Thomas, of course, is as brainless as a coach/GM as he was brilliant as a player. Being Chicago-born like Thomas himself, I have always rooted for him, and he's rarely disappointed. My first memory of him dates to 1988, when despite a severely sprained ankle, he limped his way to a 25-point-third quarter in an NBA Finals game, nearly toppling Magic's Lakers. For the next three years, Thomas and his Bad Boys crew made perfect foils for the inevitable dynasty of my beloved Chicago Bulls, who finally vanquished them in 1991, after a brutal series whose resolution was made all the sweeter by Thomas leading his thuggish teammates off the court before the final buzzer, in a childish display of poor sportsmanship.
Hark! But this love letter grows long. I must put the rest of it after the jump.
After the Pistons folded, the New York Knicks became the team we Bulls fans loved to hate. When Michael Jordan was no longer there to humble them, fate delivered Thomas to the Knick's front office, fresh from post-retirement ventures that destroyed the CBA and demoralized the Indiana Pacers. In his first year in Gotham, Thomas graciously plucked ballhog Jamal Crawford from the Bulls roster. (To this day, every time Crawford launches a contested three-pointer early in the shot clock, an angel gets its wings.)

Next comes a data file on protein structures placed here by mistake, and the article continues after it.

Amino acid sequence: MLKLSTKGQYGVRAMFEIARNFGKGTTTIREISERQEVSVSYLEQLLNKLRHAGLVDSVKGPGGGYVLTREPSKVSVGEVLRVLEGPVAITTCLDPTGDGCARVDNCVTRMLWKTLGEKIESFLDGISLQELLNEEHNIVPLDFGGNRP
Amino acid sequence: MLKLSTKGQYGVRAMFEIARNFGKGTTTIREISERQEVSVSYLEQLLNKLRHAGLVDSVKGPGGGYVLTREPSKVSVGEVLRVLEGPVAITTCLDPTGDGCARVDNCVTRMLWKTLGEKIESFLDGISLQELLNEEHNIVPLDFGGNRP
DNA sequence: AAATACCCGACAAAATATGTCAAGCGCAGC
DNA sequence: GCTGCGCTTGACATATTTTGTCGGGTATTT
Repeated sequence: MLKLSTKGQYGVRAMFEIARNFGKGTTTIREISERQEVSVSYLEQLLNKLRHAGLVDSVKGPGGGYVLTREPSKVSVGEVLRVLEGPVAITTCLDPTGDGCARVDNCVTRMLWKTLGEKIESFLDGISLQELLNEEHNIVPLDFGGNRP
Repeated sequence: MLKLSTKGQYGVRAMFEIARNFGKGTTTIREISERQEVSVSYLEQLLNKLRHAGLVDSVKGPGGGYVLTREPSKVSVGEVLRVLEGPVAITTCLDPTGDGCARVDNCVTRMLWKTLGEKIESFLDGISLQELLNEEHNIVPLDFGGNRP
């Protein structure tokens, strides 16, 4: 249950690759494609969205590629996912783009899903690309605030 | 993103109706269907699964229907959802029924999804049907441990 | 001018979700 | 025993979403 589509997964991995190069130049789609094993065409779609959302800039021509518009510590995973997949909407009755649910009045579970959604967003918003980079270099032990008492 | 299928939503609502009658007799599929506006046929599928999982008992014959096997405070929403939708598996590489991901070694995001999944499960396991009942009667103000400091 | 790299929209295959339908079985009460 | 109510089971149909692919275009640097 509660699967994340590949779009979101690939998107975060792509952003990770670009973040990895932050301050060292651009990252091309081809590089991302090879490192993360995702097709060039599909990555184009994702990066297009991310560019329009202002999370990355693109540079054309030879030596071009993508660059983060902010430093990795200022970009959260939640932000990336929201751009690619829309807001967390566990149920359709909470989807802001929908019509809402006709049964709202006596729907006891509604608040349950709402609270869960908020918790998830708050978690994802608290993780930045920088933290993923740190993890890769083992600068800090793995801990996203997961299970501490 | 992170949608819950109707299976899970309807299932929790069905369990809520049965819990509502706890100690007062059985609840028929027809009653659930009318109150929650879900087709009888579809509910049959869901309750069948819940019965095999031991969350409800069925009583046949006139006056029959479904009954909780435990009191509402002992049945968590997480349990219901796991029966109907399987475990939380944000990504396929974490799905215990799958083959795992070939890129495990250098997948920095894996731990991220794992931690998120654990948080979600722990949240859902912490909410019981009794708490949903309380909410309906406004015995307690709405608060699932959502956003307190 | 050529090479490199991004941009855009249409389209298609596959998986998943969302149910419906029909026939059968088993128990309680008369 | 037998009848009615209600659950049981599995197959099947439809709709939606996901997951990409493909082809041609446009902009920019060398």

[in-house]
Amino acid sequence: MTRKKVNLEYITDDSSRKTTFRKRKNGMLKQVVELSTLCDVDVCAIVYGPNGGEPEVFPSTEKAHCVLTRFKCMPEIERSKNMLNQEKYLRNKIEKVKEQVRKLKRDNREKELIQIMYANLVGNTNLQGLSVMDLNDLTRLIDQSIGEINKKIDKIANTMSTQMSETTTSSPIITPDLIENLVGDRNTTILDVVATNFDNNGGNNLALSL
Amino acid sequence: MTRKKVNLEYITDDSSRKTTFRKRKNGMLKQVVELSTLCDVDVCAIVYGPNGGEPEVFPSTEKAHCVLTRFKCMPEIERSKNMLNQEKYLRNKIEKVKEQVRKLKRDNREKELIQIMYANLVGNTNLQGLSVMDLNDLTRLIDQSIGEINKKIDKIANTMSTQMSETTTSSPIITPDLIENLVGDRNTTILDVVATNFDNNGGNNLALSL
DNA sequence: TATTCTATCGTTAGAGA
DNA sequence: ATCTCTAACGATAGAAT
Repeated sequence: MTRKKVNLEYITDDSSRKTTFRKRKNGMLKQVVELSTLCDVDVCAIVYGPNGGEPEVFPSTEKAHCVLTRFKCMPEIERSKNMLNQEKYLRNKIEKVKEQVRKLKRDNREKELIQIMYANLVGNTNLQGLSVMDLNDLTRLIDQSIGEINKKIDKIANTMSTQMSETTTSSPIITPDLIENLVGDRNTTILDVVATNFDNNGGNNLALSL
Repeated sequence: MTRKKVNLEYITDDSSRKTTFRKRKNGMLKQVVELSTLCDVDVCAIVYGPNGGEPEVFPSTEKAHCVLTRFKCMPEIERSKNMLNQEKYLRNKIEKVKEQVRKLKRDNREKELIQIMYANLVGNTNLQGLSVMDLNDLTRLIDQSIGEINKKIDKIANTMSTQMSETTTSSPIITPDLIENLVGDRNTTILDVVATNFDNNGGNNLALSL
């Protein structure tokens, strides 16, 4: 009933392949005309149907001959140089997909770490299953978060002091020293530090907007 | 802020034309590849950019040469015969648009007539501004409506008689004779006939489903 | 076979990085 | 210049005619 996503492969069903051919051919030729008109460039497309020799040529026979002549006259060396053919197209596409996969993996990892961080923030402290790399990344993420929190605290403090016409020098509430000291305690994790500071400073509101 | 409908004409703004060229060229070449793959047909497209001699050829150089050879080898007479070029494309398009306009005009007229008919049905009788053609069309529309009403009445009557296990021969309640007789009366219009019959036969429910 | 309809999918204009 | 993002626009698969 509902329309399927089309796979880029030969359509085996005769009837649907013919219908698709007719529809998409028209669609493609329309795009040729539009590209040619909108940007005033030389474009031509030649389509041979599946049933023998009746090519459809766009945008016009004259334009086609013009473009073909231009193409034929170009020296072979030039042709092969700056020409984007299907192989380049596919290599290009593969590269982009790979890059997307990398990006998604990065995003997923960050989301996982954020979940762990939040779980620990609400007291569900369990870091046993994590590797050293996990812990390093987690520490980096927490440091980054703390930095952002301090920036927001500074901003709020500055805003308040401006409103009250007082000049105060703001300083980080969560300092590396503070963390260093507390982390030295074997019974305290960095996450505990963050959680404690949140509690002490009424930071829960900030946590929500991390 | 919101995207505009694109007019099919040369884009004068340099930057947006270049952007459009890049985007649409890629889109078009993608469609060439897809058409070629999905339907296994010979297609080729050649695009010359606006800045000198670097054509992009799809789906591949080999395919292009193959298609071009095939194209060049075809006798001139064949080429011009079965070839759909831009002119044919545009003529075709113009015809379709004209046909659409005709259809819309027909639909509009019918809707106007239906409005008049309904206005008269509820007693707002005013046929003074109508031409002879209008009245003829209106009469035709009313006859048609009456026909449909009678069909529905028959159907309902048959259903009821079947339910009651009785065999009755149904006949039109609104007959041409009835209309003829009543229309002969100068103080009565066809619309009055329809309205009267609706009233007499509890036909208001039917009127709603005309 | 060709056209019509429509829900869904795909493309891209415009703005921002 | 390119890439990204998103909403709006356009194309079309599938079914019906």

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The year after that, Thomas was one of the few NBA GMs who could be convinced to trade for Eddy Curry, a colossal bust of a center who couldn't rebound, couldn't defend, and who in the final year of his contract was found to have a faulty ticker, a la the late Boston Celtic Reggie Lewis, that just might cause him to drop dead in the heat of battle. For this, Thomas was willing to part with a batch of players with expiring contracts and a couple first-round draft picks -- basically, a franchise-revival kit for my ailing Bulls.
And though Thomas left the Knicks one year ago, we Bulls fans are sure that his ghost engineered one final flourish of generosity: trading for the utterly unwanted Bulls guard Larry Hughes. Another inveterate ballhog, Hughes had to be handcuffed to the bench so he could merely collect his $13 million annual salary, rather than combine that grand larceny with the bad shots and turnovers that came with letting him in the game.
Last night, the Bulls clinched the seventh seed in the NBA Playoffs with a roster they half-owe to the blunders of Isiah.
And today I wake to the news of Thomas coming here to South Florida. I am ecstatic. My single, nit-picking regret: that he landed in Miami-Dade rather than Broward or Palm Beach. So it's with grudging professional courtesy that I hereby entrust this blog franchise to the custody of our friends in Miami, who have already posted a nifty compendium of Thomas' crimes against the home team, and who seem to be paying proper respect to the blog gods who delivered this gift to their doorstep. Long live Zeke!